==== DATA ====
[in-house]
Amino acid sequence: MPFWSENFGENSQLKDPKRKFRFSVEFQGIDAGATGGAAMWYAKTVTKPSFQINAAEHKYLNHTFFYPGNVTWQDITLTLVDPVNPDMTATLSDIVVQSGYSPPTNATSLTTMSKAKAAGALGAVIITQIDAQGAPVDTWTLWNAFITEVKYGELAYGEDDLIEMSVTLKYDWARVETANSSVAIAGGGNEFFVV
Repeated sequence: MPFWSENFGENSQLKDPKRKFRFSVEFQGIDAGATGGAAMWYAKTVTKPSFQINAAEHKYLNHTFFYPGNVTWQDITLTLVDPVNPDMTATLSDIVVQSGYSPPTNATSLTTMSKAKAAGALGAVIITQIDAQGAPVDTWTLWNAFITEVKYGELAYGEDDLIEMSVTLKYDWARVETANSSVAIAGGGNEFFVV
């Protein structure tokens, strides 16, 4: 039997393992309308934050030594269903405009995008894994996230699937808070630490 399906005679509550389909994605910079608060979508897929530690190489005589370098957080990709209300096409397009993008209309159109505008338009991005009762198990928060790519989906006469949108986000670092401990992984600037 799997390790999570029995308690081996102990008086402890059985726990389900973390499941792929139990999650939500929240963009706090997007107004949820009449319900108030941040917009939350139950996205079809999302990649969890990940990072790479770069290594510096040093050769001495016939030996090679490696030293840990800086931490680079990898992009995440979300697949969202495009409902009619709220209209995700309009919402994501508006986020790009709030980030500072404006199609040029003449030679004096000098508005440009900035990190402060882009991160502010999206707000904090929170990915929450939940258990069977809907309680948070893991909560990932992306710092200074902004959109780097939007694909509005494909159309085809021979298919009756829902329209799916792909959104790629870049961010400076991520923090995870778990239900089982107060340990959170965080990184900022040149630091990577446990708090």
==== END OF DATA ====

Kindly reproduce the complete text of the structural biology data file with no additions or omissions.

[in-house]
Amino acid sequence: MPFWSENFGENSQLKDPKRKFRFSVEFQGIDAGATGGAAMWYAKTVTKPSFQINAAEHKYLNHTFFYPGNVTWQDITLTLVDPVNPDMTATLSDIVVQSGYSPPTNATSLTTMSKAKAAGALGAVIITQIDAQGAPVDTWTLWNAFITEVKYGELAYGEDDLIEMSVTLKYDWARVETANSSVAIAGGGNEFFVV
Repeated sequence: MPFWSENFGENSQLKDPKRKFRFSVEFQGIDAGATGGAAMWYAKTVTKPSFQINAAEHKYLNHTFFYPGNVTWQDITLTLVDPVNPDMTATLSDIVVQSGYSPPTNATSLTTMSKAKAAGALGAVIITQIDAQGAPVDTWTLWNAFITEVKYGELAYGEDDLIEMSVTLKYDWARVETANSSVAIAGGGNEFFVV
């Protein structure tokens, strides 16, 4: 039997393992309308934050030594269903405009995008894994996230699937808070630490 399906005679509550389909994605910079608060979508897929530690190489005589370098957080990709209300096409397009993008209309159109505008338009991005009762198990928060790519989906006469949108986000670092401990992984600037 799997390790999570029995308690081996102990008086402890059985726990389900973390499941792929139990999650939500929240963009706090997007107004949820009449319900108030941040917009939350139950996205079809999302990649969890990940990072790479770069290594510096040093050769001495016939030996090679490696030293840990800086931490680079990898992009995440979300697949969202495009409902009619709220209209995700309009919402994501508006986020790009709030980030500072404006199609040029003449030679004096000098508005440009900035990190402060882009991160502010999206707000904090929170990915929450939940258990069977809907309680948070893991909560990932992306710092200074902004959109780097939007694909509005494909159309085809021979298919009756829902329209799916792909959104790629870049961010400076991520923090995870778990239900089982107060340990959170965080990184900022040149630091990577446990708090």